Labor Day is a national holiday in Mexico on 1 May each year to celebrate workers and the labor movement’s fight for workers’ rights and conditions. It is also known as International Workers Day.
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Labor Day was first formally celebrated in Mexico on 1 May 1923, although the new Mexican constitution of 1917 had already secured many reforms to benefit workers. The constitution laid out a significant amount of social reforms and human rights changes that affected laborers across Mexico, and followed a period of time in nineteenth century Mexico where laborers were forced to work in very poor conditions.
A key moment in the movement for better workers’ rights was the Cananea Strike of June 1906, an event also called the Cananea Riot. The town of Cananea in Sonora was full of miners who fought for their rights and were eventually made to return to work without any changes to their situation. However, the event caused a chain reaction of other unrest throughout Mexico during the end of President Porfirio Diaz’s term. This unrest was the precursor to the 1910 Mexican Revolution.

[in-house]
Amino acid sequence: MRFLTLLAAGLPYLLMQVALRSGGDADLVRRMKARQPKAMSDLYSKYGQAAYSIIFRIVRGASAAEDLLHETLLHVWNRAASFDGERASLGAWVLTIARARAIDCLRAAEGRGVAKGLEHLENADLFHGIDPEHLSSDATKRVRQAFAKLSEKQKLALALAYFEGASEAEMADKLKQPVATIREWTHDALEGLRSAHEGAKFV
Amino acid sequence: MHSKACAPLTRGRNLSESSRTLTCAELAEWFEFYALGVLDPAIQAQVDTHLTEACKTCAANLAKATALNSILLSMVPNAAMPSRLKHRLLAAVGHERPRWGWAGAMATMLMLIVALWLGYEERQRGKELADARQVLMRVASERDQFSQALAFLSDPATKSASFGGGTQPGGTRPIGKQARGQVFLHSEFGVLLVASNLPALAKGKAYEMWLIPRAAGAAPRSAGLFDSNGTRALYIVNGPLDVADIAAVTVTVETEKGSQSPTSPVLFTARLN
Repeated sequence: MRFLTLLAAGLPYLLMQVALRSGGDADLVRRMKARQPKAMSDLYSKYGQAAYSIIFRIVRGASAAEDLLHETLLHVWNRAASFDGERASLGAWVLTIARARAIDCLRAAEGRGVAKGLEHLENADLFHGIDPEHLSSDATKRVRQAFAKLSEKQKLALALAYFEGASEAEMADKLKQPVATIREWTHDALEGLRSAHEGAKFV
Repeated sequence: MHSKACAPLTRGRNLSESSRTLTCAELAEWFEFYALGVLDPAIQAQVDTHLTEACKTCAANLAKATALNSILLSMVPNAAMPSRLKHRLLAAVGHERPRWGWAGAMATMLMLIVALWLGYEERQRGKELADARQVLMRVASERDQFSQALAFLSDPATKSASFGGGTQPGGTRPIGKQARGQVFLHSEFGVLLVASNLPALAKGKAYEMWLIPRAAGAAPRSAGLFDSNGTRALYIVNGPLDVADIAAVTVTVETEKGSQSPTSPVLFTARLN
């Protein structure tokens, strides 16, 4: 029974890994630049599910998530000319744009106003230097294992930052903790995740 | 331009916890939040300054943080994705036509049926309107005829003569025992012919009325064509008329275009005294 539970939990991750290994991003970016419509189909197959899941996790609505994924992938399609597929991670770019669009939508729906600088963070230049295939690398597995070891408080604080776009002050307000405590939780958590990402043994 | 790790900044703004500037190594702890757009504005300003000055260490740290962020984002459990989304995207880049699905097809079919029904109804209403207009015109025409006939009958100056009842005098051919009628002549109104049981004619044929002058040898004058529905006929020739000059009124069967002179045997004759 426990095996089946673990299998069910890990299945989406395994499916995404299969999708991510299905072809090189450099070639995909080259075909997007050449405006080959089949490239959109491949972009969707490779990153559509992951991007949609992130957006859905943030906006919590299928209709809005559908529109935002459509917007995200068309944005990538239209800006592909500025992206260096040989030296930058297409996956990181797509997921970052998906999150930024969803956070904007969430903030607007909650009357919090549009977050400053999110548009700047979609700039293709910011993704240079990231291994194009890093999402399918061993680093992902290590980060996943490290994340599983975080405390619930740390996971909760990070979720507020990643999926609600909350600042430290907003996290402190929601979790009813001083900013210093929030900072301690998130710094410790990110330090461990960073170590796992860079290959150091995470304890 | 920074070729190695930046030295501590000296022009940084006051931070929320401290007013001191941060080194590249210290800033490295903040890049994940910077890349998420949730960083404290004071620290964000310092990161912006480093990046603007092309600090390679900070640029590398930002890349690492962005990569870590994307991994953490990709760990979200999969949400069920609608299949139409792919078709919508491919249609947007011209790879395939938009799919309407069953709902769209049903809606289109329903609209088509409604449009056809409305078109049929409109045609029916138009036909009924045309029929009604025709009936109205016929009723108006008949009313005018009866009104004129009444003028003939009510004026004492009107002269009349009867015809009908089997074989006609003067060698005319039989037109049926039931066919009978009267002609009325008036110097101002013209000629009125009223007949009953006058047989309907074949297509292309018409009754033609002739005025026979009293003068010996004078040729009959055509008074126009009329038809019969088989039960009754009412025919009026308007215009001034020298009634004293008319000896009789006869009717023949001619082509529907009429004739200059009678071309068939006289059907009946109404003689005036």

The armed conflict that came out of this unrest is frequently considered one of the most significant moments in Mexican sociopolitical history. The Constitution of 1917 is testimony to the success of the new reforms. To celebrate these changes and this movement, the Labor Day holiday was created in Mexico, beginning in 1923. It serves as a time to commemorate the struggles Mexican workers faced.